I don’t remember seeing movies in the theater all that frequently growing up. It was a very occasional treat, and I’m sure this was not out of discipline or deprivation, but because it just wasn’t the industry it is today.
My great movie-watching memories are rooted most comfortably at home, with my brother and sister and me (the youngest of the five kids) lined up across my parents’ bed in the dark, watching. Here we feasted on Willie Wonka, Mary Poppins, The Wizard of Oz—movies we went completely crazy over because they were shown only once a year, and we’d waited sooooooooo long to see them again.
Either my mom was a wizard herself or serendipity was on her side, because those exciting movie-watching nights seemed to fall on the same nights my parents were hosting one of their regular dinner parties. These were all-out beautiful evenings that Mom orchestrated from her kitchen with classic meals like roasted tenderloin and twice-baked potatoes. On those occasions my dad would come home from the office with striped boxes of peanuts from The Peanut Shop in downtown Lansing, and the lovely little silver nut dishes they received for their wedding were put into action.
Upstairs, nut dishes of another sort were on offer. We had our brown paper lunch bags folded down at the top, one for each kid. My mother knew how to snack her kids some fun for movie-watching, filling the bags with salty popcorn, pretzels, mini-marshmallows, chocolate chips (how exciting when a chocolate chip got mixed in with a little handful of popcorn or pretzels). Who needs beef tenderloin when you’ve got your own bag of gold to hoard?
Perhaps this popcorn bag of my childhood had something to do with my addiction-level love for Garrett’s popcorn in Chicago (a ravenous mow-down of a bag of that popcorn is always regrettable, but so good in the moment), which I ate of course not at the movies, but walking up and down Michigan Avenue on my lunch hours, wondering how I’d get the yellow stain off my fingers for the afternoon.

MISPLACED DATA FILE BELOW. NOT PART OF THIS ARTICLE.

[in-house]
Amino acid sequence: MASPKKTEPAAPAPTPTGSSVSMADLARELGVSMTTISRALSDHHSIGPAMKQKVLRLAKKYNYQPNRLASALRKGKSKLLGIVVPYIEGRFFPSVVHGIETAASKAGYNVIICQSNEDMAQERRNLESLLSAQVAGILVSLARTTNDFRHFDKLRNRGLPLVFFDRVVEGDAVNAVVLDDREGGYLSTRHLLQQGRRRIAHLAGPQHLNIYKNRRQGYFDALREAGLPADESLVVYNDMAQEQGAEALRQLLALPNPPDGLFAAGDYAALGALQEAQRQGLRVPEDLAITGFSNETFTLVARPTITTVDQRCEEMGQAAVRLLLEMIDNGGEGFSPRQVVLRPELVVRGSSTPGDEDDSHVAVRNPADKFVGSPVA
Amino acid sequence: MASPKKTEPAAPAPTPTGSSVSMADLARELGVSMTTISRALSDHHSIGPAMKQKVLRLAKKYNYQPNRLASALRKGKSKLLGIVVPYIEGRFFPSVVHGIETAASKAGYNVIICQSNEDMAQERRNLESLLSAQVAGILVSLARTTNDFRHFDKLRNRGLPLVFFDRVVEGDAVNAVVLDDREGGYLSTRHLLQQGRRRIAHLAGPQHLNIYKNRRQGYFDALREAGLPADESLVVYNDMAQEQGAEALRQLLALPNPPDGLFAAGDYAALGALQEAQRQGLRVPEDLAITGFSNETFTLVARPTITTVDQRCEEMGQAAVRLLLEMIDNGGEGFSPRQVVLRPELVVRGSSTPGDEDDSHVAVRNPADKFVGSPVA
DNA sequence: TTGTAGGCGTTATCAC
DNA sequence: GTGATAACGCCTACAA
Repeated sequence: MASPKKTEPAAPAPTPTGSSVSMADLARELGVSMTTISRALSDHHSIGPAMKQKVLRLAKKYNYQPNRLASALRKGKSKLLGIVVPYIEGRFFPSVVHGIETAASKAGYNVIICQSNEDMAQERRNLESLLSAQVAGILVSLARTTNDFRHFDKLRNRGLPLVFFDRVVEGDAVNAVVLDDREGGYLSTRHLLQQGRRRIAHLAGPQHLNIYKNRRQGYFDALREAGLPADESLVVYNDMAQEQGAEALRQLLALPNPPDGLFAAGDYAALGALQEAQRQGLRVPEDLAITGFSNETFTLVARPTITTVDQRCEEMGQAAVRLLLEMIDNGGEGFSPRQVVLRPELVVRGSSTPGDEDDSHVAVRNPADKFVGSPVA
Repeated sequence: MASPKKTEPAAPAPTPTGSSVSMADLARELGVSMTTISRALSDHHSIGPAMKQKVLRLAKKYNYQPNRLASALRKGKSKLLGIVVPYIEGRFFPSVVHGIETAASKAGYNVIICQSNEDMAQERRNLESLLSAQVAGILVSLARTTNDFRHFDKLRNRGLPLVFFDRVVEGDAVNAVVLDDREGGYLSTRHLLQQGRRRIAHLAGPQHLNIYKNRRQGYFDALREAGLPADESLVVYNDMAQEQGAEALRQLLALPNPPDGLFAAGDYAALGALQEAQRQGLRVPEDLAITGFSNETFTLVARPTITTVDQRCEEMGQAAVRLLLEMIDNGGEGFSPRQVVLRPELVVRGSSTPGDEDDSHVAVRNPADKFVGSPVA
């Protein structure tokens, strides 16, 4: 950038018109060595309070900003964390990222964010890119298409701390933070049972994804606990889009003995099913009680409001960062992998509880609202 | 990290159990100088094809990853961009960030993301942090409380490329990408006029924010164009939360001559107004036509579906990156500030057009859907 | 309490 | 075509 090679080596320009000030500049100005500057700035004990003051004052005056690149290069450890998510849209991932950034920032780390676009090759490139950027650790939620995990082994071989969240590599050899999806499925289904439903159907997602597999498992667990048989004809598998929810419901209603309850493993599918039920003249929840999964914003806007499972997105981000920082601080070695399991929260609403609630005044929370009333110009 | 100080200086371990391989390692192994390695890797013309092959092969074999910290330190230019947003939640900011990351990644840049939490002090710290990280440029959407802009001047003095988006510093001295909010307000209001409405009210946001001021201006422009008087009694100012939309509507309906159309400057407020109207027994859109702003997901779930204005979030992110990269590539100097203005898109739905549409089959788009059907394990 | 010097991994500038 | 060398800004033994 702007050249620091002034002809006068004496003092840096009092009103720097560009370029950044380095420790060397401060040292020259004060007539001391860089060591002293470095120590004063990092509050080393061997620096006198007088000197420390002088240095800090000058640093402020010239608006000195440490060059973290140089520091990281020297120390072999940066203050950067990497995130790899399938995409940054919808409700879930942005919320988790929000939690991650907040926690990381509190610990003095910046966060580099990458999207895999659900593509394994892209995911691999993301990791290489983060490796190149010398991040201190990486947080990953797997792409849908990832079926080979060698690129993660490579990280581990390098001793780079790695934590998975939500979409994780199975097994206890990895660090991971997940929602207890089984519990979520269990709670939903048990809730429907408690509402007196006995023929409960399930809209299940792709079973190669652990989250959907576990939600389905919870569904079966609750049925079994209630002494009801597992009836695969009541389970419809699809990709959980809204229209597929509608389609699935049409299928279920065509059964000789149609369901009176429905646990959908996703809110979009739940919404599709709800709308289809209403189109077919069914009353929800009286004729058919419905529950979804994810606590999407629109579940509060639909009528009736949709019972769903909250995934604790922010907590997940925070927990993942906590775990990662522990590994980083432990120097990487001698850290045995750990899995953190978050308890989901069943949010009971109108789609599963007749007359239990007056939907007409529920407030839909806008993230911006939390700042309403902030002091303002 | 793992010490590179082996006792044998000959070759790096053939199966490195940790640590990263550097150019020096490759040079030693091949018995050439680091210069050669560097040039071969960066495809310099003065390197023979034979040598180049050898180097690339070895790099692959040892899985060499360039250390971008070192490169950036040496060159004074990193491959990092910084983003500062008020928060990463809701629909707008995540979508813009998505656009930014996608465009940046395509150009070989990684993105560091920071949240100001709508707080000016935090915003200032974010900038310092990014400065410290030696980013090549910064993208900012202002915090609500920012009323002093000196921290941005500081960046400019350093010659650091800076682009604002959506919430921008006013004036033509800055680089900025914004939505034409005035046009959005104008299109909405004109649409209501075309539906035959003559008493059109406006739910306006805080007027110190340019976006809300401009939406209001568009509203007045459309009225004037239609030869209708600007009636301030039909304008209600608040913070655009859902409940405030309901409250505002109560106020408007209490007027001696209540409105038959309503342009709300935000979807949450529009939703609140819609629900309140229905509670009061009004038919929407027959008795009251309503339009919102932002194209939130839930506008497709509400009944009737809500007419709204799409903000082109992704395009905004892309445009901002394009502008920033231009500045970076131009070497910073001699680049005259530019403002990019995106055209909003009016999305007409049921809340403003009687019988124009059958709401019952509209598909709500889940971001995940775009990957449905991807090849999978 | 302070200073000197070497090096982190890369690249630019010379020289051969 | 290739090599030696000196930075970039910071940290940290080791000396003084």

I’ve gotten into making the caramel corn at home (try this recipe; you won’t regret it), and elevating movie-nights on the bed with truffle-salted popcorn. But this winter’s at-home movie-watching season (God bless you On Demand, Netflix, Amazon…the whole crew), I’ve started popping my corn in olive oil.
Be still my heart: olive oil popcorn is unbelievably good!
And because I can’t leave well enough alone, the olive oil led me to think of Lebanese za’atar, since those two are both made perfect together, and wouldn’t that make a fine brown-bag popcorn treat?
I was so right about this that I even hesitated sharing it here, thinking of patents and trademarks and secret recipes so spot on they could make a girl millions.
Or at least just a delicious night at home with the movies.
(P.S. I invite you to dive into my updated site design with a big bowl of za’atar popcorn in hand! It may not be as exciting as the movies, but it’ll do for mindless popcorn eating…)
- 3 tablespoons extra-virgin olive oil
- ⅓ cup popcorn kernels
- 3 tablespoons Lebanese za’atar
- Fine sea salt, if za’atar is unsalted, as needed
- In a large, heavy pot, heat the olive oil with the kernels, covered, over medium high heat. If you’re using a popcorn maker, be sure to turn it off and remove the popcorn as soon as the popping slows down.
- As soon as a few kernels begin to pop, reduce the heat to medium so as not to overheat the oil and burn the popcorn. Shake the pan frequently until the popping sounds have nearly stopped.
- Pour the popcorn into a bowl and immediately sprinkle za’atar (and salt if needed) over the hot popcorn. Toss and serve immediately.